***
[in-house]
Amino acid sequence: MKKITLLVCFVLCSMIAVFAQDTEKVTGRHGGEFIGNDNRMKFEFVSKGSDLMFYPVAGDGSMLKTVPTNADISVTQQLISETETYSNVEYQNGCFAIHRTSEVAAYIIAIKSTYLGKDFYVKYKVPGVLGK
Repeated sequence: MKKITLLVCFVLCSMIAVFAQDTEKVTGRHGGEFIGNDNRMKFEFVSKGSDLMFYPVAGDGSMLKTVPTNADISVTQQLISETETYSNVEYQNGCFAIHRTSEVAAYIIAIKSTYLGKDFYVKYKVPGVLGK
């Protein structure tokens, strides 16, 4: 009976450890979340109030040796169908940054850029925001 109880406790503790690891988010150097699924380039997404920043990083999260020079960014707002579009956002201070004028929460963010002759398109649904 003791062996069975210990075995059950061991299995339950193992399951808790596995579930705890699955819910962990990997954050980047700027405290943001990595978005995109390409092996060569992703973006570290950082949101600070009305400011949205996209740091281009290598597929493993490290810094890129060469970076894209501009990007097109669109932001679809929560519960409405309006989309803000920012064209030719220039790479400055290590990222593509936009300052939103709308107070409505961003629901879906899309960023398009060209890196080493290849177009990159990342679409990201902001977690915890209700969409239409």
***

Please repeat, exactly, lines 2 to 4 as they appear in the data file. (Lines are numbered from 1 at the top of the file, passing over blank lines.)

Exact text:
Amino acid sequence: MKKITLLVCFVLCSMIAVFAQDTEKVTGRHGGEFIGNDNRMKFEFVSKGSDLMFYPVAGDGSMLKTVPTNADISVTQQLISETETYSNVEYQNGCFAIHRTSEVAAYIIAIKSTYLGKDFYVKYKVPGVLGK
Repeated sequence: MKKITLLVCFVLCSMIAVFAQDTEKVTGRHGGEFIGNDNRMKFEFVSKGSDLMFYPVAGDGSMLKTVPTNADISVTQQLISETETYSNVEYQNGCFAIHRTSEVAAYIIAIKSTYLGKDFYVKYKVPGVLGK
């Protein structure tokens, strides 16, 4: 009976450890979340109030040796169908940054850029925001 109880406790503790690891988010150097699924380039997404920043990083999260020079960014707002579009956002201070004028929460963010002759398109649904 003791062996069975210990075995059950061991299995339950193992399951808790596995579930705890699955819910962990990997954050980047700027405290943001990595978005995109390409092996060569992703973006570290950082949101600070009305400011949205996209740091281009290598597929493993490290810094890129060469970076894209501009990007097109669109932001679809929560519960409405309006989309803000920012064209030719220039790479400055290590990222593509936009300052939103709308107070409505961003629901879906899309960023398009060209890196080493290849177009990159990342679409990201902001977690915890209700969409239409």